Tuesday, July 15, 2008

The Two Towers - 13 July 2008

Naze towerOn the headland at Walton-on-Naze in Essex, is a tower built in 1720, as a navigational aid for shipping. It was recently bought a local resident and, after 284 years, first opened to the public in 2004. The climb to the top involves 111 steps, and the reward is art works displayed at each level on the way up, and a great view from the top.

From the tower, we did a 3-mile circular walk around the Naze headland. It is a beautiful remote feeling spot, with golden sand on the beaches. Beach huts below the towerThe builder of the tower was sensibly far-sighted, as, under the waves, 9 miles out to sea is the site of the original Walton township. The cliffs have eroded over the years, leaving the tower uncomfortably close to the sea.

Layer Marney TowerThe second tower of the day is also privately owned, Layer Marney Tower. This was originally intended as a rival to Hampton Court Palace, but, due to the early deaths of the first and second Lord Marneys, only part of the complex was built. The tower (this time only 101 steps) is the only part open of the main building to the public, and it gave a real sense of stepping back in time. Built in the 16th century, it is a total Tudor experience. The gardens are so tranquil, church just across the garden to one side, great hall and barn, both close to the tower. It certainly didn't feel like only 50 miles from London.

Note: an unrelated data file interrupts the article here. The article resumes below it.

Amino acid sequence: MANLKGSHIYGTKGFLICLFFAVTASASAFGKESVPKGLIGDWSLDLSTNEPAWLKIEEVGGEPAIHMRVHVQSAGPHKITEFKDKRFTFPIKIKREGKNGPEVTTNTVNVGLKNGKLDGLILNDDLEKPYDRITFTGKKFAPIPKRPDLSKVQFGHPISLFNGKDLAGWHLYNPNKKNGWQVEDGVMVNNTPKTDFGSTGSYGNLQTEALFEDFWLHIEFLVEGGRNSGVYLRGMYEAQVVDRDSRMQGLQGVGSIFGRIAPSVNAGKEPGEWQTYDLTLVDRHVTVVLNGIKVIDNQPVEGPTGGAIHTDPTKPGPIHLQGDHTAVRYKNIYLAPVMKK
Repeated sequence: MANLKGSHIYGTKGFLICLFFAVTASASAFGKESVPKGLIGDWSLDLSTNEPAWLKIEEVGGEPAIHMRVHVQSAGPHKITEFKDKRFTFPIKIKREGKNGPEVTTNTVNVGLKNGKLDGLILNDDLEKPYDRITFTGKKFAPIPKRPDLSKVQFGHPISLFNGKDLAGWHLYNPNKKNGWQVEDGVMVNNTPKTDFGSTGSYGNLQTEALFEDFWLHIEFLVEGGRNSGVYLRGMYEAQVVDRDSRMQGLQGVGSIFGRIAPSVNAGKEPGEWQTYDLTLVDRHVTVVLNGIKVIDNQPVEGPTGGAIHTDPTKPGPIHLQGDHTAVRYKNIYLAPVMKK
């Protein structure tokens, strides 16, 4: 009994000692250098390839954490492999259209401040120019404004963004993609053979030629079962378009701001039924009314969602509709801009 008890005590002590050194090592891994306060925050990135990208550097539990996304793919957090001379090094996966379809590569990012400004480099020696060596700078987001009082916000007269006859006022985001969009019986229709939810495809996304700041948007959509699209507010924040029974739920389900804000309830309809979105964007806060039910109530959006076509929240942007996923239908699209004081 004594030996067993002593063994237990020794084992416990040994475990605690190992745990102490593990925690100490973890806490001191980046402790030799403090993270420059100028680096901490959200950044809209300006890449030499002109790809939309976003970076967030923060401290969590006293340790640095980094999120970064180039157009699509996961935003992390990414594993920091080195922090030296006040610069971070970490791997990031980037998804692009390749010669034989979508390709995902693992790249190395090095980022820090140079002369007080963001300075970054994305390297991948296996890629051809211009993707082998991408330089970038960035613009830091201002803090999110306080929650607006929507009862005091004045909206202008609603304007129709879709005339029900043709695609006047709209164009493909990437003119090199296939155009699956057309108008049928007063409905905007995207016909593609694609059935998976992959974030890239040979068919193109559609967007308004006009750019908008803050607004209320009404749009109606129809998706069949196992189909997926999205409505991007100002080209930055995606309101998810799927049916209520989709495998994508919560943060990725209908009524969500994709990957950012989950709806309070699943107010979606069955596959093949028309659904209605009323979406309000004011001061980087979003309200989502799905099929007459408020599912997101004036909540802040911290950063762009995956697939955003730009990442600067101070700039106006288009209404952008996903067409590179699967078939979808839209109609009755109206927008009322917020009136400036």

Thistle flowerBefore returning, we visited the nearby picturesque town of Coggeshall where one can find Paycockes; the preserved town house of a wealthy Tudor merchant, complete with another lovely garden. Grange BarnNearby, in this must-see town, is the Grange Barn. Built in the 12th or 13th century it is the oldest and one of the best of its type left in Europe. It is amazing to think of it as a huge storehouse of produce. As we drove home we passed an enormous supermarket chain distribution centre warehouse, presumably the modern-day equivalent.

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